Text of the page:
In November 2012, we brought you a story about a woman who struggled to maintain her job at a major law firm while simultaneously being a mother to her young children. She ultimately decided to leave the firm, and in her departure memo, she detailed her harrowing schedule — from 4:00 a.m. to 1:30 a.m., from home to her firm and back again, oftentimes covered in a baby’s spit-up — day in and day out.
When Elie Mystal first wrote about this Biglaw mother’s travails, he said, “In a way, this memo is uplifting. You can’t have it all. When you finally come to accept that, it’s liberating. You don’t have to feel like a bad employee or a bad parent for not being able to do it all.”
But what if you could have it all, and be able to do it all? A junior partner at a Biglaw firm, a young mother who once found herself in the fetal position on the floor while she prepared for a class-action trial as an associate, thinks that it’s possible.
Of course she thinks it’s possible — she’s speaking from a position of privilege, and likely has a nanny for each day of the week. Right? Wrong. Take a look as one woman lawyer urges others to keep leaning in….
The partner in question works at Perkins Coie, but she could easily work at any number of firms around the country. She begins her salvo, emailed to the firm’s Parent Affinity Group, with the following tale:
I rode a crowded elevator today with a mid-level associate who quite clearly had not slept more than an hour or two and, judging by the Dora the Explorer sticker on her lapel and constant checking of her phone, she had recently dropped a toddler off at daycare and was now late for a meeting. I’m fairly certain that my attempt at communicating with her via my facial expression resulted in her thinking I was having some sort of seizure. So, to that associate on the elevator – and to any other associate parent in a similar place – here’s what I was trying to convey: hang in there. It gets better; I promise.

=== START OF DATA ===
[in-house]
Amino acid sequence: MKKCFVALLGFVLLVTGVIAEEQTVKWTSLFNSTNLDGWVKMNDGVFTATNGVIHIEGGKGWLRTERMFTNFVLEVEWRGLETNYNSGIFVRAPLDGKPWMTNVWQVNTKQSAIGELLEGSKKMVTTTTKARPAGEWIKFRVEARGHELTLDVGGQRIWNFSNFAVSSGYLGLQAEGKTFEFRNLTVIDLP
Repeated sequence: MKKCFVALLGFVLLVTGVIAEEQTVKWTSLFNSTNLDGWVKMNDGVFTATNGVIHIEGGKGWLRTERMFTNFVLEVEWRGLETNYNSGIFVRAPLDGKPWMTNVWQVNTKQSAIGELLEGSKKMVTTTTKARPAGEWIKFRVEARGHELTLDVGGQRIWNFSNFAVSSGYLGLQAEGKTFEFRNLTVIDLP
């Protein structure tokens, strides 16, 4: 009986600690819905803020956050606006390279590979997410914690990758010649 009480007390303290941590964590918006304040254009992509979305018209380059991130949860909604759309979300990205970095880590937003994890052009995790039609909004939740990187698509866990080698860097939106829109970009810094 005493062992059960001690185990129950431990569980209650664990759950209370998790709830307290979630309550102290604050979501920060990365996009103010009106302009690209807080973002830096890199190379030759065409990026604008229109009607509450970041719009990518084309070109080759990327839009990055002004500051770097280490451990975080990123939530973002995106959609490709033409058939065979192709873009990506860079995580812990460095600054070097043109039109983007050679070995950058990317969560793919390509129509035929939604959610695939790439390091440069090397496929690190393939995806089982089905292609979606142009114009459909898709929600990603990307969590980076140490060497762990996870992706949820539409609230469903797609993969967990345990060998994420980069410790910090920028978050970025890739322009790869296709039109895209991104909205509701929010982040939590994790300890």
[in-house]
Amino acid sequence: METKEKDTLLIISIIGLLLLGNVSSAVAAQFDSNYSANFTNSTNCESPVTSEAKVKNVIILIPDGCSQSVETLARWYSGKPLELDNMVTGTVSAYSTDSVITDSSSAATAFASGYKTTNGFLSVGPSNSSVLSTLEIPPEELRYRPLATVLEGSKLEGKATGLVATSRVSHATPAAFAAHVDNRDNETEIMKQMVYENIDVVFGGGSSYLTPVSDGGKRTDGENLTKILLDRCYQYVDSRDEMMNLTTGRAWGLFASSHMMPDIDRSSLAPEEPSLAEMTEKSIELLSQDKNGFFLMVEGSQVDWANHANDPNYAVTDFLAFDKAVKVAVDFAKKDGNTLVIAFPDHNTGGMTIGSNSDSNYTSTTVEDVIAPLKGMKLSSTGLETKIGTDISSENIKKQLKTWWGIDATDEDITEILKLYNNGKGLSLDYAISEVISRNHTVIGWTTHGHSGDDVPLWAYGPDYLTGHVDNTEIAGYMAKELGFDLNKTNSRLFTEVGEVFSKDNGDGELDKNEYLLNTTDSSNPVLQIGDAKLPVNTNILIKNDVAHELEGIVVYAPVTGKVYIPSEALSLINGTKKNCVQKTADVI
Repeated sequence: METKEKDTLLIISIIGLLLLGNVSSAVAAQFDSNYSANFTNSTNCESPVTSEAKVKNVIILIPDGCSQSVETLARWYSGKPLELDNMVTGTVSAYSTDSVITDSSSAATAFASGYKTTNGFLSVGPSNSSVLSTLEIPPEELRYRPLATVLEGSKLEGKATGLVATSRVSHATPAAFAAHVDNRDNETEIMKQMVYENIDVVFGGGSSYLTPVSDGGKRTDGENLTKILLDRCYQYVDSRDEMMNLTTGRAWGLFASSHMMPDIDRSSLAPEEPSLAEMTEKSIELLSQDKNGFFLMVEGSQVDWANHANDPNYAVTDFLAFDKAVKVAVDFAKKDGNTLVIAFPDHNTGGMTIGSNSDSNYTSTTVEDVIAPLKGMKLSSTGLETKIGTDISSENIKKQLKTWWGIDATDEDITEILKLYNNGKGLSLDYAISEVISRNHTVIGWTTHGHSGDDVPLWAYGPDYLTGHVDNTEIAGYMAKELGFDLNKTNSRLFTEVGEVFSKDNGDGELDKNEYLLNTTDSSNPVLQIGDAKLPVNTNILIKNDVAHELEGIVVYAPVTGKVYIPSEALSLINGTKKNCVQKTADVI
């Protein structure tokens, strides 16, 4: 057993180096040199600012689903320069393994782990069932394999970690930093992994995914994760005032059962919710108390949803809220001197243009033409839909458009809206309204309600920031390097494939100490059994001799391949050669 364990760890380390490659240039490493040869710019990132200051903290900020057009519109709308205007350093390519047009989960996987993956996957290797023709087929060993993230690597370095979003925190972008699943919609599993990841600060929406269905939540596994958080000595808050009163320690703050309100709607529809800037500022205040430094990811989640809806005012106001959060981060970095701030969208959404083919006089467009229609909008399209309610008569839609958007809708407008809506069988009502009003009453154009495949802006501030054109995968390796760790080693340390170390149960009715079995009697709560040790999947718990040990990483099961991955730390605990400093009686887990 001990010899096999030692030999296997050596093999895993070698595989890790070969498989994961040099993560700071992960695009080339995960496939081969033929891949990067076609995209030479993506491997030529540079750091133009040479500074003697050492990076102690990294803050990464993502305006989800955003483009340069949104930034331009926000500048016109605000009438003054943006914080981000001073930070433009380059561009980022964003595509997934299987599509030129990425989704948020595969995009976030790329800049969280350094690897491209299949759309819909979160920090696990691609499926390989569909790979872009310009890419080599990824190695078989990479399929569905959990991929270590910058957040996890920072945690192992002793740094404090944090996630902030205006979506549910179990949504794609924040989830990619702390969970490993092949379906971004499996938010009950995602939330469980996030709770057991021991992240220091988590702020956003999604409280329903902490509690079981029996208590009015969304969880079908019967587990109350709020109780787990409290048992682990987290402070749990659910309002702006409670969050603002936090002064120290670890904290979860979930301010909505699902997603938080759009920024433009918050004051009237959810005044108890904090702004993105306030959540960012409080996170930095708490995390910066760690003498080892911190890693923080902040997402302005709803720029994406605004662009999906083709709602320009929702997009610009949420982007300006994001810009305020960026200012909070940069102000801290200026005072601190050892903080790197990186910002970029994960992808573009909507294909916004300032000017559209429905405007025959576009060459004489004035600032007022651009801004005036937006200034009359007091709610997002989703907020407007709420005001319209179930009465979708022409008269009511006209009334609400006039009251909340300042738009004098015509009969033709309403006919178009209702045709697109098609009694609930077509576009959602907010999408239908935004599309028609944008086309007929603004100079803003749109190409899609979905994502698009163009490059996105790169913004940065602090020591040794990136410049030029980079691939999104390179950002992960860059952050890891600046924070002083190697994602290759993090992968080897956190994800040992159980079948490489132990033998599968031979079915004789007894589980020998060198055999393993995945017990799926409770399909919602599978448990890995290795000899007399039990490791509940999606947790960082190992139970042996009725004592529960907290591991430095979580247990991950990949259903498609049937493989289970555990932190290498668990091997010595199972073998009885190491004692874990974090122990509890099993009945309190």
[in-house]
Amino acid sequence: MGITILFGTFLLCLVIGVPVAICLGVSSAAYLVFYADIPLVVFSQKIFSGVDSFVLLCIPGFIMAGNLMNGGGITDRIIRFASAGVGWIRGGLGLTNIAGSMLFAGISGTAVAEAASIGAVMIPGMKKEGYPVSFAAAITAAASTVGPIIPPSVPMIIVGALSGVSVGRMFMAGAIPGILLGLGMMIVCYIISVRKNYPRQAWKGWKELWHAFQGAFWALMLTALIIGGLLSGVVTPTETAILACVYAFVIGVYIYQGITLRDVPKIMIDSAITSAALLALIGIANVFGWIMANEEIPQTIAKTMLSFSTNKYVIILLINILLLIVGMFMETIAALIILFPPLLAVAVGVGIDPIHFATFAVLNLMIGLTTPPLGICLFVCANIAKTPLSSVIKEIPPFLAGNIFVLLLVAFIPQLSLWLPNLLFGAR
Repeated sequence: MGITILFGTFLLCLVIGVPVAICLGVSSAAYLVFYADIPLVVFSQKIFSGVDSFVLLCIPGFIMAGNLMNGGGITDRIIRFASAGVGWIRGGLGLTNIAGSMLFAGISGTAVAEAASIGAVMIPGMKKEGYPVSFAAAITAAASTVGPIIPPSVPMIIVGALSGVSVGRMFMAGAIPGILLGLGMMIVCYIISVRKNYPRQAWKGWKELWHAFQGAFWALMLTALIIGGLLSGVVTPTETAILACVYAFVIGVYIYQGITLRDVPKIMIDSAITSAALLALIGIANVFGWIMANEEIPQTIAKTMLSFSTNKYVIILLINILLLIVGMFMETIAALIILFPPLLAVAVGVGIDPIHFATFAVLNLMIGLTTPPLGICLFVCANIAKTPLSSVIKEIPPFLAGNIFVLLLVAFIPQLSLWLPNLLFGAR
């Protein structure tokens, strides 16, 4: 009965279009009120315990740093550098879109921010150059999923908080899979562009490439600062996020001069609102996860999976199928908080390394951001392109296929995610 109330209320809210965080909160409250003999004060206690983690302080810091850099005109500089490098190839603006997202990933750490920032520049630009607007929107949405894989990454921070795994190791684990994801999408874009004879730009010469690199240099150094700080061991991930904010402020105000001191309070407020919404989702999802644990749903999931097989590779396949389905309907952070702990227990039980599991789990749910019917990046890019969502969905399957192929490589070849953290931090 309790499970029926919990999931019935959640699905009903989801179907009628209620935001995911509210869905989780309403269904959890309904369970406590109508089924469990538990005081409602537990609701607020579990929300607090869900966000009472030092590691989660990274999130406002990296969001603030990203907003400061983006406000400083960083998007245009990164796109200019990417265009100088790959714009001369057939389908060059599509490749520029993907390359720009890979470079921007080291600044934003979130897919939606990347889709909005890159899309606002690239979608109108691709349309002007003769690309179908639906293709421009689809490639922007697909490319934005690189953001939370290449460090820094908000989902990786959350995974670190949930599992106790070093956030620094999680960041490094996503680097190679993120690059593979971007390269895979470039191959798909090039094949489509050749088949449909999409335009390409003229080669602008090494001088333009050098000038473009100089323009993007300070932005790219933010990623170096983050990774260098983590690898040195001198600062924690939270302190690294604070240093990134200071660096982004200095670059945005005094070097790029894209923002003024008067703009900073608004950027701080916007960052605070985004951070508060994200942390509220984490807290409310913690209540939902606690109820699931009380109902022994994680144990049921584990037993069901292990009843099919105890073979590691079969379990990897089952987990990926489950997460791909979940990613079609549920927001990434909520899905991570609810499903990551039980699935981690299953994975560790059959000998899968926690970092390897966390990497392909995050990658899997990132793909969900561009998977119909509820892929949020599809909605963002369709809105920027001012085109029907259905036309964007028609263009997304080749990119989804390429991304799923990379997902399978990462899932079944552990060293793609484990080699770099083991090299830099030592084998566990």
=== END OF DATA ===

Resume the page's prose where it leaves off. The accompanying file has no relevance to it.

Hang in there. This woman may be offering advice taken from an inspirational poster, but she’s probably right. It likely will get better, and perhaps the secret to survival is as simple as waiting until your kids get a little older. “I don’t have any great advice for how to pick yourself up off the floor and gear up for the next round,” she says, but she knows in her heart that Perkins Coie associates will “figure out a way to pick [themselves] up and carry on,” just like she did. All it took was some time, and a lot of patience.
Although this partner doesn’t have specific advice, she offers some great perspective on the issue:
I work from home frequently. I am training for another half-marathon. I usually go to sleep by 11 p.m. I attend parent meetings at my daughter’s school. Last week I rotated my winter and spring clothes in my closet. Yesterday, after filing a motion, I made a pie. If anyone had told me five years ago that they did these things I would have wanted to punch them in the face. Honestly, I would have fantasized about tackling them in the hallway and throttling them while yelling, “A PIE? I HAVEN’T EATEN ANYTHING EXCEPT LEFTOVER CHICKEN FINGERS IN TWO DAYS. I AM WEARING THE SAME PANTS I HAVE WORN FOR THE PAST WEEK AND YOU’RE TALKING ABOUT ROTATING YOUR F-ING WARDROBE?” I would have hated me. I’m sure of it. But I say this not to gloat, but to give you hope. One day in the future, you will bake a pie and wear clean pants, if you’re into that kind of thing.
You may hate her now, but in a few years, and with hard work and determination, you could be her.
This partner hopes to save people from the same fate as the overwhelmed Biglaw mother we wrote about in the past. You don’t need to have a nervous breakdown and quit your job because of your children. As naive as it sounds, you can balance your professional responsibilities and your domestic duties.
Associates, you don’t need to go running scared from your career because of your children:
So, to those of you with the Dora sticker on your lapel and the weary look in your eyes, please know that there are many before you who have walked this road and have lived to tell about it. We support you. We will be (and some are) leaders in this firm and we are your champions. We will provide you with advice. We will provide you with cocktails. We will give you the empathetic/confusing face on the elevator. We will tell you when you have a sticker on your lapel. Just hang in there.
Hang in there. You can do it — but if you can’t, be sure to send ATL your departure memo.
(Flip through the following pages to see this Biglaw partner’s full email to associates.)